Some 12,000 asylum seekers to the UK are to be considered for refugee status without face-to-face interviews.
A 10-page Home Office questionnaire will decide the cases of people from Afghanistan, Eritrea, Libya, Syria and Yemen who applied before last July.
The move aims to reduce the asylum backlog which Prime Minister Rishi Sunak has pledged to end this year.
The Home Office says this is not an asylum amnesty – but it will streamline the system for five nationalities.
Applicants from these countries already have 95% of their asylum claims accepted, says the Home Office.
The usual security and criminal checks will still be conducted and biometrics taken, but, for the first time, there will be no face-to-face interviews, say officials.
Instead, eligible asylum seekers must fill out a form and answer up to 40 questions.
The questionnaire must be completed in English and returned within 20 working days, or the Home Office may consider the asylum application has been withdrawn.
However, officials say there will be a follow-up notification if no reply is received, and each application will be considered on its own merits.
Having previously stressed the importance of in-person interviews, the Home Office is likely to face criticism that the fast-tracking has more to do with the prime minister’s promise to cut the asylum backlog, than having rigorous checks for identifying individuals with no right to be in the UK.
Last month, an asylum seeker from Afghanistan was sentenced to life imprisonment for killing a young man outside a Bournemouth takeaway.
It emerged that, before coming to the UK, Lawangeen Abdulrahimzai had been convicted of murder in Serbia and was a fugitive.
The Home Office says all individuals involved in the new process will be checked against criminal databases, and will be subject to security vetting.
Figures due to be published are expected to show the total number of outstanding asylum cases is now above 150,000.
In December, Mr Sunak pledged to halve the number of people who had been waiting longer than six months for an initial decision on their asylum application. More than 92,000 people have been identified in that group.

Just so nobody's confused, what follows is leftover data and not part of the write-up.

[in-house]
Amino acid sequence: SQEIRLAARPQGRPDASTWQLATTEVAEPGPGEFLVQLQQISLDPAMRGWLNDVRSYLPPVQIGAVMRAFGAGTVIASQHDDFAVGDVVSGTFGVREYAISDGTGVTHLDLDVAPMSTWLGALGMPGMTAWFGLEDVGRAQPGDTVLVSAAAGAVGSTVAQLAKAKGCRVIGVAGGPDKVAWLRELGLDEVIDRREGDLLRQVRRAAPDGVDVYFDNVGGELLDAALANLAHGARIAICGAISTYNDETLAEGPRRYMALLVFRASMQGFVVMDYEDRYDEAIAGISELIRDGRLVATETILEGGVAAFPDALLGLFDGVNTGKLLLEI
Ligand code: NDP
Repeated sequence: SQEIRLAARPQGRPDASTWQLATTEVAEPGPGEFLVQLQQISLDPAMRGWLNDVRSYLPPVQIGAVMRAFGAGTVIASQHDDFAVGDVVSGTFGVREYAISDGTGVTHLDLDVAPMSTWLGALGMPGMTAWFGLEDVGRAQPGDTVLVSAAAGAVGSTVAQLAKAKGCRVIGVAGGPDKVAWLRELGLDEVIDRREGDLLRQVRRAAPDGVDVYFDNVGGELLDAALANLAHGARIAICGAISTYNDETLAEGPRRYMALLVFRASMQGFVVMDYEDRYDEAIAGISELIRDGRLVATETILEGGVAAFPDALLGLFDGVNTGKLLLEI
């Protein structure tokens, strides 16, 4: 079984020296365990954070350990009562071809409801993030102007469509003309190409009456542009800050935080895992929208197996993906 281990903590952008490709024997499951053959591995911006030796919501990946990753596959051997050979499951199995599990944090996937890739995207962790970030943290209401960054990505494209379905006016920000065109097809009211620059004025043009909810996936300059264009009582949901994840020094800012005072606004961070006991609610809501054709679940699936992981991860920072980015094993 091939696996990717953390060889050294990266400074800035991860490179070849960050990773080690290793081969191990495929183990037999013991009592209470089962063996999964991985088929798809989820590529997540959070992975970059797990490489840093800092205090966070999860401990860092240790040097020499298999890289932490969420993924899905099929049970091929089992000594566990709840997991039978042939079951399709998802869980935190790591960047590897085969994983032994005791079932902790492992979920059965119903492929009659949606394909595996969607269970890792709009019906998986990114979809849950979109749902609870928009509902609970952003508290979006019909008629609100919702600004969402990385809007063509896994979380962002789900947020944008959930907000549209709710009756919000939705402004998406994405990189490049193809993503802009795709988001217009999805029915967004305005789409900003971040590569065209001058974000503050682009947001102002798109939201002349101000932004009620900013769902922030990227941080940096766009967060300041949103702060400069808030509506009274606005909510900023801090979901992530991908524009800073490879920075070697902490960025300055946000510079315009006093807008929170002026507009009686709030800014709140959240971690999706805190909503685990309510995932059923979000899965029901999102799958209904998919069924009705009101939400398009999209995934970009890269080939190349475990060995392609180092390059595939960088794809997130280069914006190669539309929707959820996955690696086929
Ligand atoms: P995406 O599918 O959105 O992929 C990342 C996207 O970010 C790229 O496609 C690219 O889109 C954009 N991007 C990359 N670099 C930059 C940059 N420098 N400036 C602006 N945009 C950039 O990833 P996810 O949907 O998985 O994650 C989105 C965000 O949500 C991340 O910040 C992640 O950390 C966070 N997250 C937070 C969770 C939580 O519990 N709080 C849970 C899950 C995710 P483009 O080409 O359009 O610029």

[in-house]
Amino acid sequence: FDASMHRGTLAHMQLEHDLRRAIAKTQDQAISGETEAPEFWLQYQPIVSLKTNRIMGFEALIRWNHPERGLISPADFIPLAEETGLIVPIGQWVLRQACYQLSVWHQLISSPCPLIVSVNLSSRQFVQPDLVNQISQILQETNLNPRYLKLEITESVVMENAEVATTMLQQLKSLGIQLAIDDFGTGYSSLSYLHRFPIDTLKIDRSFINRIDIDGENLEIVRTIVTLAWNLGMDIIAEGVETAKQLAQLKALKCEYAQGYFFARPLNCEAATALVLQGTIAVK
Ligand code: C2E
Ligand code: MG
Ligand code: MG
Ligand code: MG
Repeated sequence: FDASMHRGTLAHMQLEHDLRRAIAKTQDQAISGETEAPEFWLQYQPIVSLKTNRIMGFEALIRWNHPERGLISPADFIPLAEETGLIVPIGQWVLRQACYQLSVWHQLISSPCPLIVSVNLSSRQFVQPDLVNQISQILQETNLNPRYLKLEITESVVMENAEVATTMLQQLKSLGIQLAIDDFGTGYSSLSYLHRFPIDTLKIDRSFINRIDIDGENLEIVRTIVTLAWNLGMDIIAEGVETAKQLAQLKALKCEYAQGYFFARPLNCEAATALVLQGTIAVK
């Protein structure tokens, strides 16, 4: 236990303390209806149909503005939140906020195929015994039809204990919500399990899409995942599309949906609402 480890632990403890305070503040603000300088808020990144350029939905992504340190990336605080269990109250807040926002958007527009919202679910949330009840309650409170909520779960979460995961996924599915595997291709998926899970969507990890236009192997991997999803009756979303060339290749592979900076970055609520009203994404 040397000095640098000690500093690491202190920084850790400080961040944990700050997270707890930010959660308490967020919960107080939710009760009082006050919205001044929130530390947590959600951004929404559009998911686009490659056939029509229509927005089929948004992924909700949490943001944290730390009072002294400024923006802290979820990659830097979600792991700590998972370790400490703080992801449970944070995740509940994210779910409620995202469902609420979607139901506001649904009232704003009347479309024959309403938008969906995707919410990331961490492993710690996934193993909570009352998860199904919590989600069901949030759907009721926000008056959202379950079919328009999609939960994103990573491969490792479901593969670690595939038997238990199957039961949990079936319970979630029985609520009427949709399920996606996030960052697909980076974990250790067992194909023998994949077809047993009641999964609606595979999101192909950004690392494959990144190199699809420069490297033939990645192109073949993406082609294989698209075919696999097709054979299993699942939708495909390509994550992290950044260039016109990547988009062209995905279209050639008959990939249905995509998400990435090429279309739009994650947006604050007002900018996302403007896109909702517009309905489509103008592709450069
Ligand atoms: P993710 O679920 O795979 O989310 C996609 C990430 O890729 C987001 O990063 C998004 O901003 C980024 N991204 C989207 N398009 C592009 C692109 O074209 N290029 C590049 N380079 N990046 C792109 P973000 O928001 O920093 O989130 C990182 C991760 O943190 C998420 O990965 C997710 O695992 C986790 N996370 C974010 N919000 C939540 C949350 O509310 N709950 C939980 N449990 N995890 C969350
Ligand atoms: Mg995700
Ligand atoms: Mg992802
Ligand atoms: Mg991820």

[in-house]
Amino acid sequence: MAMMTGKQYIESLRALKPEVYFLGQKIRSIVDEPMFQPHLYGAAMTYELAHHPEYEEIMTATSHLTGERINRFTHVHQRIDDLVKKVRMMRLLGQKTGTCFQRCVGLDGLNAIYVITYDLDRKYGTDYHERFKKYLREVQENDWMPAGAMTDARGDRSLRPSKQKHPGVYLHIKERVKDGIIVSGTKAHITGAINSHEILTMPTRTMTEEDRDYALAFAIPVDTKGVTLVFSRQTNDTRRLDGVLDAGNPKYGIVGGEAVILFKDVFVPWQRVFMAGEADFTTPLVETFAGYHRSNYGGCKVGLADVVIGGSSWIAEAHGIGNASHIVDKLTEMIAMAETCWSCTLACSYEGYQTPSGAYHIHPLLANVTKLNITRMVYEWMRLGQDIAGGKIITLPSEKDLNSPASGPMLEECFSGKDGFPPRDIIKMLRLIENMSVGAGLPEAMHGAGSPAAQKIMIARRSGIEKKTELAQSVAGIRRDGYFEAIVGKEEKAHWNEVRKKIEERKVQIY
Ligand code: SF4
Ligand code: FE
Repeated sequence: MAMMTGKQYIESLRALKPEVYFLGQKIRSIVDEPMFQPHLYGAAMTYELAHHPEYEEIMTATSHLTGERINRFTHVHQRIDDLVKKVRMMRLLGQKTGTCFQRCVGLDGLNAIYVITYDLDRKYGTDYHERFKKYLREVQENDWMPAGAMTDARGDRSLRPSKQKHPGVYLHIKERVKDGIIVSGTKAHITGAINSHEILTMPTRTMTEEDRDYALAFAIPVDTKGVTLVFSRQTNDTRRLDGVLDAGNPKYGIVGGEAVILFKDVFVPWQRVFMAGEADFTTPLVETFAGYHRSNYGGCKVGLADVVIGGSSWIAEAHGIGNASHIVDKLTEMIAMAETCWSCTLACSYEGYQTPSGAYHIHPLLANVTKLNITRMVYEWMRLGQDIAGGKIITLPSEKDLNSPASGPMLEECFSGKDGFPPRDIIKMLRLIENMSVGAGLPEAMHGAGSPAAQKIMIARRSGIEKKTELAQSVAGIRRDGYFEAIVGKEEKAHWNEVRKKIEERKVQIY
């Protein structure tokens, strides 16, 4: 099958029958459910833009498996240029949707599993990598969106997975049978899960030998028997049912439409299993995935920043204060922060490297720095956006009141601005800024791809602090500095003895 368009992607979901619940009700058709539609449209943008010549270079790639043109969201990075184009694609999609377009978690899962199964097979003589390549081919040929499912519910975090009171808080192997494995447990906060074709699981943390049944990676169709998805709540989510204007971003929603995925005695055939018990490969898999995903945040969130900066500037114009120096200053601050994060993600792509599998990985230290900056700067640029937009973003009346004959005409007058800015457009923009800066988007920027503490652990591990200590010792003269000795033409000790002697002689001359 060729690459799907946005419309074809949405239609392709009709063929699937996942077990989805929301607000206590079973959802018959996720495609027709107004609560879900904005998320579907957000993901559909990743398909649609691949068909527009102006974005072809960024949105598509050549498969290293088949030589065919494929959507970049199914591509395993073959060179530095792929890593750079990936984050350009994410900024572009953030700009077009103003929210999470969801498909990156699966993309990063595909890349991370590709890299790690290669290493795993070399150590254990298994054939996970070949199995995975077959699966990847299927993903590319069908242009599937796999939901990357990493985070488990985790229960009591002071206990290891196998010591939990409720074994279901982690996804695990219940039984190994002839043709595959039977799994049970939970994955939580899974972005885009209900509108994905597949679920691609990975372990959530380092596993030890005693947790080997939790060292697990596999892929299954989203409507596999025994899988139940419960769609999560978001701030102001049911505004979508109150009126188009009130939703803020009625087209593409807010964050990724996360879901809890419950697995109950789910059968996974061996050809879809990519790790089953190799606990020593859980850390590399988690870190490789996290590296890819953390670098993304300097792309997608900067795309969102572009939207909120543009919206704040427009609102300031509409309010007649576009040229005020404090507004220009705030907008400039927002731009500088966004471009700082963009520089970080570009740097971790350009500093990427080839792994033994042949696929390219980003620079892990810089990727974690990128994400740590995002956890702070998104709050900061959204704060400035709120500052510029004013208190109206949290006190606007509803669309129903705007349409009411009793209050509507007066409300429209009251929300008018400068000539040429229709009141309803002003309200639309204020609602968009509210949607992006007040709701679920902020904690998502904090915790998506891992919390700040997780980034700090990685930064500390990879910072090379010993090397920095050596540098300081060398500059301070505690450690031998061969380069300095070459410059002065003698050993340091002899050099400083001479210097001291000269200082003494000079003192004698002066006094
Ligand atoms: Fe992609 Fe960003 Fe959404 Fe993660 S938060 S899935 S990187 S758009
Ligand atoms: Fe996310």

But Downing Street’s determination to sort out the asylum backlog appears to mean making it simpler for thousands of migrants, some of whom will have arrived in small boats, to get permission to stay in the UK.
The policy may be uncomfortable for Home Secretary Suella Braverman, who portrays herself as tough on those who claim asylum having arrived by an irregular route.
A record 45,756 people successfully reached the UK in small boats last year.
In an interview with GB News on Wednesday, Ms Braverman said: “It’s clear that we have an unsustainable situation in towns and cities around our country whereby, because of the overwhelming numbers of people arriving here illegally and our legal duties to accommodate them, we are now having to house them in hotels.”
The Home Office intends to double the number of asylum caseworkers this year to help deal with record numbers waiting for a ruling on their request for sanctuary in the UK. Figures to be published later on Thursday are expected to show another increase in the backlog of cases.
The Refugee Council and the British Red Cross have previously urged the government to introduce an accelerated process for asylum seekers from countries with high acceptance rates. Last year, they recommended 40,000 cases from Afghanistan, Eritrea, Syria, Sudan and Iran should be in this category.
The exclusion of Sudanese and Iranian asylum seekers from the list of people offered the Home Office’s streamlined process is because the grant rates for those nationalities is slightly lower, although still about 80%.
Shadow home secretary Yvette Cooper said: “It’s damning that the Home Office isn’t doing this already, given Labor has been calling for the fast-tracking of cases – including for safe countries like Albania – for months and the UNHCR recommended it two years ago.
“Meanwhile, the asylum backlog has skyrocketed – up by 50% since Rishi Sunak promised to clear it.”
She added a Labor government would get return agreements in place so unsuccessful asylum seekers could be safely returned and take stronger action against gangs responsible for dangerous small boat crossings.